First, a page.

42. 42. Compatibility • Compatibility is a contractual obligation. – Shipping incompatible products is prohibited. • Compatible products can use the Java name and display the Java Compatible logo. • Compatibility is binary. – You can't be “almost compatible” or “a little bit incompatible.” – You must pass all the tests and meet all of the compatibility requirements. 42
  43. 43. Planning and building a high-quality TCK 43
  44. 44. A TCK is not just a collection of tests • It should also include: – A test harness to automate execution. – Documentation explaining • How to run the test suite. • How to interpret test results. • Compatibility Requirements (The Rules.) • The test appeals process. • It must be portable. – Unlike most other software, a TCK must be capable of running on systems that don't yet exist. • You can't test it on the platforms where it will be run! • The Spec Lead must commit to ongoing maintenance. – Fix bugs, expand coverage. 44
  45. 45. A good test is... • Mappable to the specification. – You must know what portion of the specification it tests. • Atomic. – Tests a single feature rather than multiple features. • Self-documenting. – Explains what it is testing and what output it expects. • Focused on the technology under test rather than on ancillary technologies. • Useful. – Likely to catch real-world problems. • Correct, efficient, portable, and maintainable. 45
  46. 46. Specification markup • Identify normative requirements (test assertions) within the spec. • Provide feedback to the authors where the spec is ambiguous, contradictory, incomplete, or untestable. • Publish an assertion list. – Ask the spec authors to review and approve it. • This process significantly improves spec quality. 46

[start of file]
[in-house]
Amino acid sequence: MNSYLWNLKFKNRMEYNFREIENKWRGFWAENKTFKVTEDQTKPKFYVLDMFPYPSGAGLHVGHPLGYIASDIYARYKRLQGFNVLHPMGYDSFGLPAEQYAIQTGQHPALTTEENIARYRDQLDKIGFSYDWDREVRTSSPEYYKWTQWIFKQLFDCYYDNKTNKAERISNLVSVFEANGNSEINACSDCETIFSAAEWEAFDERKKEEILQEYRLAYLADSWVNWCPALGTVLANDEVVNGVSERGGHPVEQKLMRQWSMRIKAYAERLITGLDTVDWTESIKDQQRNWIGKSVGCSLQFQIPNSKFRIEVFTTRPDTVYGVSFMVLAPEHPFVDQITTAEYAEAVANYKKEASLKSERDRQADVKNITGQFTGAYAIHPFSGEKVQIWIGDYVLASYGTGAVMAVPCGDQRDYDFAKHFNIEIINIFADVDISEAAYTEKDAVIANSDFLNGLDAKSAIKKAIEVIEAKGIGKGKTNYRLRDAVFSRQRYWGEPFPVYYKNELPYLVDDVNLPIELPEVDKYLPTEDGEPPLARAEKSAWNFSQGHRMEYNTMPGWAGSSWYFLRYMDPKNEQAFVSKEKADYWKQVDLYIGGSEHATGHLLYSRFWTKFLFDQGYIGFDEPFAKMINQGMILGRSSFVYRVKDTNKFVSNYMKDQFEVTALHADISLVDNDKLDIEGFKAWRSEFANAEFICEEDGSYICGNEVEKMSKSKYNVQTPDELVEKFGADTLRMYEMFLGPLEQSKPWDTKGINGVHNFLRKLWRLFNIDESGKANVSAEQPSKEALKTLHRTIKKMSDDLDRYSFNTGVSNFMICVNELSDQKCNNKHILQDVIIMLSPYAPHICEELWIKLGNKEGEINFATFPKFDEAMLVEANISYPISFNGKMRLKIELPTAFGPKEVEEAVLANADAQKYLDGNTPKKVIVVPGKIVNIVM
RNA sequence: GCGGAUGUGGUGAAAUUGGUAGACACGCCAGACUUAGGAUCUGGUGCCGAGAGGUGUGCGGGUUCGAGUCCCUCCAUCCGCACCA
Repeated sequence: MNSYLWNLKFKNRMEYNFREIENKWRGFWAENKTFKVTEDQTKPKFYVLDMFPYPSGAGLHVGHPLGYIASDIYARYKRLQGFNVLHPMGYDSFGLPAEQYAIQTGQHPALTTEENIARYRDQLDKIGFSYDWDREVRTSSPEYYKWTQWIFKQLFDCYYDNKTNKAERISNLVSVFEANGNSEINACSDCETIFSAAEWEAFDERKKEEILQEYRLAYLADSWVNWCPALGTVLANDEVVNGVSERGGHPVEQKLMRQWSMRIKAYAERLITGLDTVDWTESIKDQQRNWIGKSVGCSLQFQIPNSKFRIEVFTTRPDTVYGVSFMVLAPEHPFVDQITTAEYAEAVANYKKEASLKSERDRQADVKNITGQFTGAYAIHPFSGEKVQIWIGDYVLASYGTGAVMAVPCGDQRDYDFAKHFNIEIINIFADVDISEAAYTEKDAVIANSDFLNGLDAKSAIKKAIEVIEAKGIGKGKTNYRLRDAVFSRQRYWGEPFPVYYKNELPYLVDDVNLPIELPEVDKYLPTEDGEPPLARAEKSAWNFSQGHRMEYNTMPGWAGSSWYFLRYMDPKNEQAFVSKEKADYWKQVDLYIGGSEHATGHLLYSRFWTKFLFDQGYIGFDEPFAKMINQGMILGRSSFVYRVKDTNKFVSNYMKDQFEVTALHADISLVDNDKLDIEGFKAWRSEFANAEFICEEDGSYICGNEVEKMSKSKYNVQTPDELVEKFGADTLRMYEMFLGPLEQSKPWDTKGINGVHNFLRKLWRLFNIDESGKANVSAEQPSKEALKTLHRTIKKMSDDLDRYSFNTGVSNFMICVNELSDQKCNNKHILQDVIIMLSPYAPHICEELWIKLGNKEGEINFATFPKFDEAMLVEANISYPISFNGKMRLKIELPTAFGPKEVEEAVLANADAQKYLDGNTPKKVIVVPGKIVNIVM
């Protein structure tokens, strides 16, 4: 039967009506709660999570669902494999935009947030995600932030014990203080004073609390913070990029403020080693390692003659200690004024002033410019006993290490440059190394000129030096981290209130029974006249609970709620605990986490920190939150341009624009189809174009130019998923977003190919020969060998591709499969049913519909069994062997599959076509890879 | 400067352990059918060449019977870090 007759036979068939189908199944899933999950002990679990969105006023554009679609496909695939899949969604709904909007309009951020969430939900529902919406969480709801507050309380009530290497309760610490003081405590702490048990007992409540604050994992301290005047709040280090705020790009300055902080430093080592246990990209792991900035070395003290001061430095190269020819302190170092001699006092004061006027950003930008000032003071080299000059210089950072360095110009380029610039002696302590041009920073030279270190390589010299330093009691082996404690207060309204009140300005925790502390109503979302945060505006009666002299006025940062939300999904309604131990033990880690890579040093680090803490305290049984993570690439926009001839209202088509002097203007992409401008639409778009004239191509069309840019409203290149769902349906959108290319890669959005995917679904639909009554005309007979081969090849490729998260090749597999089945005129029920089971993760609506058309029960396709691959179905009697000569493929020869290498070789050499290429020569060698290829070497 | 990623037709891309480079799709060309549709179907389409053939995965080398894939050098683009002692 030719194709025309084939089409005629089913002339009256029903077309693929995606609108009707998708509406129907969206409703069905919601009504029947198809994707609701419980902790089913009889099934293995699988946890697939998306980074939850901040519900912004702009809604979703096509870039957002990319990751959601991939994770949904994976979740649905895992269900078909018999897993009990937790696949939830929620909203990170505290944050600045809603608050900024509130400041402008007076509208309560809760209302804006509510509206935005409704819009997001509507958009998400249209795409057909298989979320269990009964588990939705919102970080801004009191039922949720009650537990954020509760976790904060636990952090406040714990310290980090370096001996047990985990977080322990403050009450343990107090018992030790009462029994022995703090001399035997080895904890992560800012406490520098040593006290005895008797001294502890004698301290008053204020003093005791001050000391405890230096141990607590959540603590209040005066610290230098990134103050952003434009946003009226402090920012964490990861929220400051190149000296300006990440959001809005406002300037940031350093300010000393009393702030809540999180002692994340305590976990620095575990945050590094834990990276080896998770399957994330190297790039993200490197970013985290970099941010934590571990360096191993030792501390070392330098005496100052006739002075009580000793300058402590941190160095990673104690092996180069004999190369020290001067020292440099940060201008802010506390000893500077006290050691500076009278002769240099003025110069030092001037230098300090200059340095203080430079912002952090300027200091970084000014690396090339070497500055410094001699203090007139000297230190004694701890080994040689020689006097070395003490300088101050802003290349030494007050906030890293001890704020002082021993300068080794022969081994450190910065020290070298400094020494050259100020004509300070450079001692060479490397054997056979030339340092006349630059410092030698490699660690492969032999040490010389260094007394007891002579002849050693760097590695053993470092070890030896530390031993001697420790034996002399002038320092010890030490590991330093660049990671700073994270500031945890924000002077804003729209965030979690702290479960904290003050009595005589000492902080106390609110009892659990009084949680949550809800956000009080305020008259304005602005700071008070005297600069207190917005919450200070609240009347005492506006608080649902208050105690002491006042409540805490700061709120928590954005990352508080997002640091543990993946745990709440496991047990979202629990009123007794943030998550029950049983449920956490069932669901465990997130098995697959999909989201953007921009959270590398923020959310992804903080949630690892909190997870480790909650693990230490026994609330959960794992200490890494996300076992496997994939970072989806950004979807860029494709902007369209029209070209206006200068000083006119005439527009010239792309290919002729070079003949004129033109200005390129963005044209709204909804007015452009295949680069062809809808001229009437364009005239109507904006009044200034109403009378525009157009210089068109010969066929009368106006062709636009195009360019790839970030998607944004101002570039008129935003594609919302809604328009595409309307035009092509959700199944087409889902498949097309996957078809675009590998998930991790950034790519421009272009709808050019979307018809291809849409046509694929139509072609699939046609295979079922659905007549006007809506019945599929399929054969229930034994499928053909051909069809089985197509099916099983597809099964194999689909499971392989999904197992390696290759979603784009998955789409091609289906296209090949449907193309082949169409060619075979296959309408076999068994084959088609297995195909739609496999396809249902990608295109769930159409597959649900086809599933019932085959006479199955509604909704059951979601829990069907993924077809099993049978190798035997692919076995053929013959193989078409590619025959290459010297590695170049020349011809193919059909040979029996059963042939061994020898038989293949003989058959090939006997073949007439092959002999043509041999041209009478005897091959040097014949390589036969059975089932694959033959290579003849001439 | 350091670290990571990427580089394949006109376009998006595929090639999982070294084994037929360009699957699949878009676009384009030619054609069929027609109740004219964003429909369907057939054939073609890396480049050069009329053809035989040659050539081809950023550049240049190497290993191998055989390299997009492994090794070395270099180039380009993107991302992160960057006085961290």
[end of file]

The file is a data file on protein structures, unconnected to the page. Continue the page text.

47. 47. Test assertions • A specific statement of functionality or behavior derived from a specification. – java.lang.Integer.toString(int i, int radix) • "If the radix is smaller than Character.MIN_RADIX or larger than Character.MAX_RADIX, then the radix 10 is used instead." – “During preparation of a class or interface C, the Java virtual machine also imposes loading constraints (§5.3.4). Let L1 be the defining loader of C. For each method m declared in C that overrides a method declared in a superclass or superinterface, the Java virtual machine imposes the following loading constraints: Let T0 be the name of the type returned by m, and let T1, ..., Tn be the names of the argument types of m. Then TiL1=TiL2 for i = 0 to n (§5.3.4).” 47
  48. 48. How many tests are enough? • There is no simple answer to this question. – It depends on your goals and on the available resources. • Aim to get the best possible coverage with the resources you have available. • You cannot do this unless you set explicit goals, and measure or estimate test coverage. 48
  49. 49. Calculating coverage 49
  50. 50. Coverage analysis • Partition the spec. – By feature, APIs, language elements, testable assertions, logical sections, or even pages or paragraphs. • Estimate or measure the extent of coverage in each area • Breadth coverage (relatively simple) – What percentage of spec elements are covered by at least one test? • Depth coverage (more subjective) – On average, what percentage of the tests that would be required to completely test each element have actually been written? • (How thoroughly is each element tested?) 50
  51. 51. Test development strategy • Define coverage goals. – Where should resources be focused? – How extensively should each area be tested? • Start with breadth (test everything minimally.) • Drill down (increase depth coverage) in selected areas. • Publish a test-coverage report. – Minimally, map tests to areas of the spec. – Ideally, provide counts and averages of the number of tests in each area. • This helps users to understand the strengths and weaknesses of the test suite. • It will also help you to improve the next version. 51
  52. 52. What to test and what not to test? • “Full coverage” for the majority of real-world specs is impossible (impractical.) • Don't just test what's easiest. • Focus on areas where: – The consequences of non-conformance are greatest. • Eg, breaking interoperability or jeopardizing security. – Implementations are more likely to be non-conformant because: • Implementation presents technical difficulties. • The specification is ambiguous. • Implementers are less likely to discover problems. • Implementers have an incentive to cheat (eg, to increase performance.) 52
  53. 53. Spec + RI + TCK = 53